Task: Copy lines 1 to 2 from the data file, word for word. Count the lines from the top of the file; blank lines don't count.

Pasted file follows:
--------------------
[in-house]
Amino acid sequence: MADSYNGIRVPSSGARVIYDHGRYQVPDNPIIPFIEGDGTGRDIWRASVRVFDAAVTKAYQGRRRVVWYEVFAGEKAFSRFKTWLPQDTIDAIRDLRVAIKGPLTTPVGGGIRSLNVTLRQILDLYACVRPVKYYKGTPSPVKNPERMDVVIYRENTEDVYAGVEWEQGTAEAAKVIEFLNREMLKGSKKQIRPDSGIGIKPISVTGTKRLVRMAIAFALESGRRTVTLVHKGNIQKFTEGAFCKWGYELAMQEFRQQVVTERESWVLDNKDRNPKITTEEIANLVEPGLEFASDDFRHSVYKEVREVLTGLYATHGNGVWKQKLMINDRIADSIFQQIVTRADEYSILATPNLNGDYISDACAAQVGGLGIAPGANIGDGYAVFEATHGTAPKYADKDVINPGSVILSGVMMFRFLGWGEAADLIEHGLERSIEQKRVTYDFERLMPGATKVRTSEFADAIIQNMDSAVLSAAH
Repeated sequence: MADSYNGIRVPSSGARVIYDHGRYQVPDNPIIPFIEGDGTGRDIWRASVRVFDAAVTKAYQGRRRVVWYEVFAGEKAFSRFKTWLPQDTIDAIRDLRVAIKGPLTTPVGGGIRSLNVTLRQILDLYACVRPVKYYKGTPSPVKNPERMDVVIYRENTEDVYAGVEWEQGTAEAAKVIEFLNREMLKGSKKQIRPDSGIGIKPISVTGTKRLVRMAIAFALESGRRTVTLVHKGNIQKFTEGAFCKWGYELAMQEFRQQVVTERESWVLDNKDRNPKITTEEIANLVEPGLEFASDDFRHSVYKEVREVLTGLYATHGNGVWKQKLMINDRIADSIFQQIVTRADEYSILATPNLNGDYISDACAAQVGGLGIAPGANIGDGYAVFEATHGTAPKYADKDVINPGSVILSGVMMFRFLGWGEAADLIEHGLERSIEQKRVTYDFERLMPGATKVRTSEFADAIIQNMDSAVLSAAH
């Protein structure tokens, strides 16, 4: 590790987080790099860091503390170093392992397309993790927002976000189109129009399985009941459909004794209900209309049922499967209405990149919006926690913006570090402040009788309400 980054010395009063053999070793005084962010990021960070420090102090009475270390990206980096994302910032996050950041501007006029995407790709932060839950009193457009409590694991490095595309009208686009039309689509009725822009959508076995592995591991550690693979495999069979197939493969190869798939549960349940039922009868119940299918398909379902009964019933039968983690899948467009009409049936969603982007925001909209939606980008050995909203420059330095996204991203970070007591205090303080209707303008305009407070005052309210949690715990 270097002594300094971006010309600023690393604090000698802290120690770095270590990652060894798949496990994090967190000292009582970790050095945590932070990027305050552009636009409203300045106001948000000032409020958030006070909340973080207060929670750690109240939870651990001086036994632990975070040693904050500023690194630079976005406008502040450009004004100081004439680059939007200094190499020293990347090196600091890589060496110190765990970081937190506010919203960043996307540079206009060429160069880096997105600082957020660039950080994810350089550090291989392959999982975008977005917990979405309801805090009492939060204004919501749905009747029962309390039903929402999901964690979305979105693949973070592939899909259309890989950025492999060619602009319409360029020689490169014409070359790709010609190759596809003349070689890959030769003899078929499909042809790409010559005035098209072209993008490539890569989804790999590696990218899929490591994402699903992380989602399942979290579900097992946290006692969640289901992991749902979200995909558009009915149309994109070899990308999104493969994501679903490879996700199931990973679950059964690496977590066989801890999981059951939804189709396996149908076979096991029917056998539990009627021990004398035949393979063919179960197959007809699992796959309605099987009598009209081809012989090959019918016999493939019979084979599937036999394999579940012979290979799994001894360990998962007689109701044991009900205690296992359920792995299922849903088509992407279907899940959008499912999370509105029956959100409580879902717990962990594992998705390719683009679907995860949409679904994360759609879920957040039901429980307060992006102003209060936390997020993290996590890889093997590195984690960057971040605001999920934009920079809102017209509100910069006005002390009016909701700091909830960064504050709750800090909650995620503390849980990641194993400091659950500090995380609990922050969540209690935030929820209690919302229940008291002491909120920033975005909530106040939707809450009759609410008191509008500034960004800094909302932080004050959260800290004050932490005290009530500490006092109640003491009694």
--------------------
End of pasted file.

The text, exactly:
[in-house]
Amino acid sequence: MADSYNGIRVPSSGARVIYDHGRYQVPDNPIIPFIEGDGTGRDIWRASVRVFDAAVTKAYQGRRRVVWYEVFAGEKAFSRFKTWLPQDTIDAIRDLRVAIKGPLTTPVGGGIRSLNVTLRQILDLYACVRPVKYYKGTPSPVKNPERMDVVIYRENTEDVYAGVEWEQGTAEAAKVIEFLNREMLKGSKKQIRPDSGIGIKPISVTGTKRLVRMAIAFALESGRRTVTLVHKGNIQKFTEGAFCKWGYELAMQEFRQQVVTERESWVLDNKDRNPKITTEEIANLVEPGLEFASDDFRHSVYKEVREVLTGLYATHGNGVWKQKLMINDRIADSIFQQIVTRADEYSILATPNLNGDYISDACAAQVGGLGIAPGANIGDGYAVFEATHGTAPKYADKDVINPGSVILSGVMMFRFLGWGEAADLIEHGLERSIEQKRVTYDFERLMPGATKVRTSEFADAIIQNMDSAVLSAAH